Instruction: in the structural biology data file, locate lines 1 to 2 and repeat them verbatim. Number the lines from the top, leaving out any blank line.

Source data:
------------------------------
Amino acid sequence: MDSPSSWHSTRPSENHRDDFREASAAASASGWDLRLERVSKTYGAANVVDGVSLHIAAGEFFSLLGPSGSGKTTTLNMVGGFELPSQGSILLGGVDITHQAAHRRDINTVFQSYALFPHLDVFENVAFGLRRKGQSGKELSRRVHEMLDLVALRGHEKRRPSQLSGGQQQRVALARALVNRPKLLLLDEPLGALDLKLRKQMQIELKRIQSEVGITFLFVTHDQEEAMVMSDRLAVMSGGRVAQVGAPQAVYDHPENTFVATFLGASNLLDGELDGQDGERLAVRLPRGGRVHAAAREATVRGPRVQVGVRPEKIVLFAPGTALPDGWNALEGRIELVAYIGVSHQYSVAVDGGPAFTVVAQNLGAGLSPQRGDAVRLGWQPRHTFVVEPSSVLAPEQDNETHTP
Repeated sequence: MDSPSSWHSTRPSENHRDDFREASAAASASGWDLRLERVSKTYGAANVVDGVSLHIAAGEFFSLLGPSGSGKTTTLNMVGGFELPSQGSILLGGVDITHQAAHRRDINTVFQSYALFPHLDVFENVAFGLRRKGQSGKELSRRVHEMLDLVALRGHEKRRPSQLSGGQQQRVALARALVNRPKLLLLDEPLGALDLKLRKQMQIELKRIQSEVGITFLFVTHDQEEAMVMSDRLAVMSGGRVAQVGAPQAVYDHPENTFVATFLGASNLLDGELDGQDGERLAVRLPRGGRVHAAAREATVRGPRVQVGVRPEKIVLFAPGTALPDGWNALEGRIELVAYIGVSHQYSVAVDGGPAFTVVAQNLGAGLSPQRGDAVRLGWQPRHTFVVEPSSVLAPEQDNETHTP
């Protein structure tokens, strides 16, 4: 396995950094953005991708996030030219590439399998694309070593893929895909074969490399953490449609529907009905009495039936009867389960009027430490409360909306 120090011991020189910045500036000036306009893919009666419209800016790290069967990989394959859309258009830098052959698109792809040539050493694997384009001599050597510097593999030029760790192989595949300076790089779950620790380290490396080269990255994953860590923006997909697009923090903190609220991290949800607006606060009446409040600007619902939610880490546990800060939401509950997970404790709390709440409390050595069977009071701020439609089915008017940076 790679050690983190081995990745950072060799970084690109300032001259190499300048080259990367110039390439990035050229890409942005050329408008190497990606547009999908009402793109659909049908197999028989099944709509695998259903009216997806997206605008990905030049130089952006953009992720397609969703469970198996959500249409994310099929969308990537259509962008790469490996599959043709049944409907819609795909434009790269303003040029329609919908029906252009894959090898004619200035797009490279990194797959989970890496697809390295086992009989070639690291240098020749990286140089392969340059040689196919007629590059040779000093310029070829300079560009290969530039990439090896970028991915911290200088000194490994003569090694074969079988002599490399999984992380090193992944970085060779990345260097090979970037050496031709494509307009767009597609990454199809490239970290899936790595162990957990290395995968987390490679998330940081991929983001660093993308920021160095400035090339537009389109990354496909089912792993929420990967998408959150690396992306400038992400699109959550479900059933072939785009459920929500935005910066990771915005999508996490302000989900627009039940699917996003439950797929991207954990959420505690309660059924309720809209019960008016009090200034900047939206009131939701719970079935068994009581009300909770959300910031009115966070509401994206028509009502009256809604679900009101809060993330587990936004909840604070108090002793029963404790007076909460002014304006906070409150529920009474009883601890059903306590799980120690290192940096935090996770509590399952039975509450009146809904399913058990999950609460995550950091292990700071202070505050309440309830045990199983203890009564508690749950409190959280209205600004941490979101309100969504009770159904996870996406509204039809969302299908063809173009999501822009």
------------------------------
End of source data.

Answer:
Amino acid sequence: MDSPSSWHSTRPSENHRDDFREASAAASASGWDLRLERVSKTYGAANVVDGVSLHIAAGEFFSLLGPSGSGKTTTLNMVGGFELPSQGSILLGGVDITHQAAHRRDINTVFQSYALFPHLDVFENVAFGLRRKGQSGKELSRRVHEMLDLVALRGHEKRRPSQLSGGQQQRVALARALVNRPKLLLLDEPLGALDLKLRKQMQIELKRIQSEVGITFLFVTHDQEEAMVMSDRLAVMSGGRVAQVGAPQAVYDHPENTFVATFLGASNLLDGELDGQDGERLAVRLPRGGRVHAAAREATVRGPRVQVGVRPEKIVLFAPGTALPDGWNALEGRIELVAYIGVSHQYSVAVDGGPAFTVVAQNLGAGLSPQRGDAVRLGWQPRHTFVVEPSSVLAPEQDNETHTP
Repeated sequence: MDSPSSWHSTRPSENHRDDFREASAAASASGWDLRLERVSKTYGAANVVDGVSLHIAAGEFFSLLGPSGSGKTTTLNMVGGFELPSQGSILLGGVDITHQAAHRRDINTVFQSYALFPHLDVFENVAFGLRRKGQSGKELSRRVHEMLDLVALRGHEKRRPSQLSGGQQQRVALARALVNRPKLLLLDEPLGALDLKLRKQMQIELKRIQSEVGITFLFVTHDQEEAMVMSDRLAVMSGGRVAQVGAPQAVYDHPENTFVATFLGASNLLDGELDGQDGERLAVRLPRGGRVHAAAREATVRGPRVQVGVRPEKIVLFAPGTALPDGWNALEGRIELVAYIGVSHQYSVAVDGGPAFTVVAQNLGAGLSPQRGDAVRLGWQPRHTFVVEPSSVLAPEQDNETHTP